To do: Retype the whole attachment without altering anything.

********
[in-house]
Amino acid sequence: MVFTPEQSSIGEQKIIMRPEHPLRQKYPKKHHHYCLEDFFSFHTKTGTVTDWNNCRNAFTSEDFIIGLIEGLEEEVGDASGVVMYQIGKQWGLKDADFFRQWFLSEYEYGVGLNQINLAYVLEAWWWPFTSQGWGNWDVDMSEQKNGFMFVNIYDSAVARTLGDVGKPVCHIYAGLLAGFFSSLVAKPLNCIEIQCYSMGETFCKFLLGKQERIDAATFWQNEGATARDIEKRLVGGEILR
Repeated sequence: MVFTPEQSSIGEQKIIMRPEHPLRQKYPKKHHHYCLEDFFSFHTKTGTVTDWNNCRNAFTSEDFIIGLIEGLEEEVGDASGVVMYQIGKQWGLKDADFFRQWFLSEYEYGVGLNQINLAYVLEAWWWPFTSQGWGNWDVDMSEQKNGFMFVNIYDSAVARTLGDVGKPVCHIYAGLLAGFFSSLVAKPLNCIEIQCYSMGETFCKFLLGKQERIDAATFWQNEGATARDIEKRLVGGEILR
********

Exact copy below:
[in-house]
Amino acid sequence: MVFTPEQSSIGEQKIIMRPEHPLRQKYPKKHHHYCLEDFFSFHTKTGTVTDWNNCRNAFTSEDFIIGLIEGLEEEVGDASGVVMYQIGKQWGLKDADFFRQWFLSEYEYGVGLNQINLAYVLEAWWWPFTSQGWGNWDVDMSEQKNGFMFVNIYDSAVARTLGDVGKPVCHIYAGLLAGFFSSLVAKPLNCIEIQCYSMGETFCKFLLGKQERIDAATFWQNEGATARDIEKRLVGGEILR
Repeated sequence: MVFTPEQSSIGEQKIIMRPEHPLRQKYPKKHHHYCLEDFFSFHTKTGTVTDWNNCRNAFTSEDFIIGLIEGLEEEVGDASGVVMYQIGKQWGLKDADFFRQWFLSEYEYGVGLNQINLAYVLEAWWWPFTSQGWGNWDVDMSEQKNGFMFVNIYDSAVARTLGDVGKPVCHIYAGLLAGFFSSLVAKPLNCIEIQCYSMGETFCKFLLGKQERIDAATFWQNEGATARDIEKRLVGGEILR